PepsiCo Foundation and United Nations World Food Programme Announce Partnership to Enhance Humanitarian Relief Delivery Around the World
PURCHASE, N.Y., June 16, 2009 — The PepsiCo Foundation and United Nations World Food Programme (WFP), the world's largest humanitarian agency which fights hunger worldwide, today announced a strategic partnership aimed at enhancing the ability of WFP to deliver food and relief to the most vulnerable communities around the globe.
The PepsiCo Foundation has committed $2.2 million for a program that brings together global logistics experts from PepsiCo to help strengthen WFP's response to growing hunger needs brought on by high food prices and the financial crisis, as well as improve its operating efficiency and response time in crisis situations.
"This partnership is a prime example of how the private and public sectors can come together to combat a problem that touches people all over the planet: global hunger," said Monica Marshall, WFP's Head of Global Private Partnerships. "By allowing WFP to tap into their knowledge, expertise and resources in the field of logistics, PepsiCo is helping WFP deliver the right food at the right time to the people who need it most. That means strengthening WFP as an institution -- and it means saving lives. That kind of support is priceless."
Propelled by last year's global food crisis, WFP estimates that nearly 1 billion people worldwide are going hungry today. WFP and PepsiCo logistics experts, including PepsiCo retirees who are part of the PepsiCo Foundation Service Corps, will share best practices, collaboration tools, performance dashboards and training frameworks to improve food delivery. All of the operating efficiencies gained by WFP will be re-applied to meet the needs of the disadvantaged communities WFP serves.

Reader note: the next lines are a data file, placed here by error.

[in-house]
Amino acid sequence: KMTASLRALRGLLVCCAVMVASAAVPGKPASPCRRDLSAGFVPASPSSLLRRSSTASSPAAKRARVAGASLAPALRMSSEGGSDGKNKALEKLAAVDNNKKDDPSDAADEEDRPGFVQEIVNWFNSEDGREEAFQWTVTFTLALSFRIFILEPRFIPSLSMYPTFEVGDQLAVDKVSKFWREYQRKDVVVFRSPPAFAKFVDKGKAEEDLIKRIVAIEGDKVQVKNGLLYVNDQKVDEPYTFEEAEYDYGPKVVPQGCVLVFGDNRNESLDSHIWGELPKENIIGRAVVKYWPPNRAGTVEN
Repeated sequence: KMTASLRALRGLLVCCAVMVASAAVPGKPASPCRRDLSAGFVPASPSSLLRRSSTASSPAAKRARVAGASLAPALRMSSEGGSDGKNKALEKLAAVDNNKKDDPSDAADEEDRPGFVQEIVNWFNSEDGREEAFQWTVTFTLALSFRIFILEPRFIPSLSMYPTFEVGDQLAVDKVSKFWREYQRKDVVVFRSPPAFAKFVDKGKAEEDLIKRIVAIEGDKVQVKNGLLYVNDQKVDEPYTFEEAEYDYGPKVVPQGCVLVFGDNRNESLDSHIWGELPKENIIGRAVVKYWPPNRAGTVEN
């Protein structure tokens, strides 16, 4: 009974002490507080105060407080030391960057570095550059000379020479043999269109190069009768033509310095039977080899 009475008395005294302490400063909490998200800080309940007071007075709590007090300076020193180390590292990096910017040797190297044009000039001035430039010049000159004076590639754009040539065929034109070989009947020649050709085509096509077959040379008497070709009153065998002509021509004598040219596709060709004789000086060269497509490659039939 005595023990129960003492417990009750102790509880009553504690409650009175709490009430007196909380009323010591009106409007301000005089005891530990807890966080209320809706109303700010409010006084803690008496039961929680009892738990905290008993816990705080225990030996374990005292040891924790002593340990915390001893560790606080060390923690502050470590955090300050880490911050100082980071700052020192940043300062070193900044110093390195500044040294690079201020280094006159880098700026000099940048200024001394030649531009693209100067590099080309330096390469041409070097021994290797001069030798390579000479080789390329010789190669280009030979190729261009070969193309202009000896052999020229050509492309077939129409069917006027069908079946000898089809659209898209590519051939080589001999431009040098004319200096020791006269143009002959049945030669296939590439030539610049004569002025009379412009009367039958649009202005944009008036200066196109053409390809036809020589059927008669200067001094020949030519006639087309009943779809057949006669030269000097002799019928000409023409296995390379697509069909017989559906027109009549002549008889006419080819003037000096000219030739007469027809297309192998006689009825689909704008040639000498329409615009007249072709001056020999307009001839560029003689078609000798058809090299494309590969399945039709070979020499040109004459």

"Today's world calls for a new strategic philanthropy," said Indra Nooyi, PepsiCo CEO and chair of the PepsiCo Foundation. "We must think creatively about how to leverage all of our assets to support our philanthropic partners. By sharing our supply chain and technology expertise with WFP, we are enabling them to bring more relief to more people in less time. Systemic changes such as these will lead to further progress toward the Millennium Development Goals, which include improving hunger, malnutrition and health conditions in the developing world by the year 2015."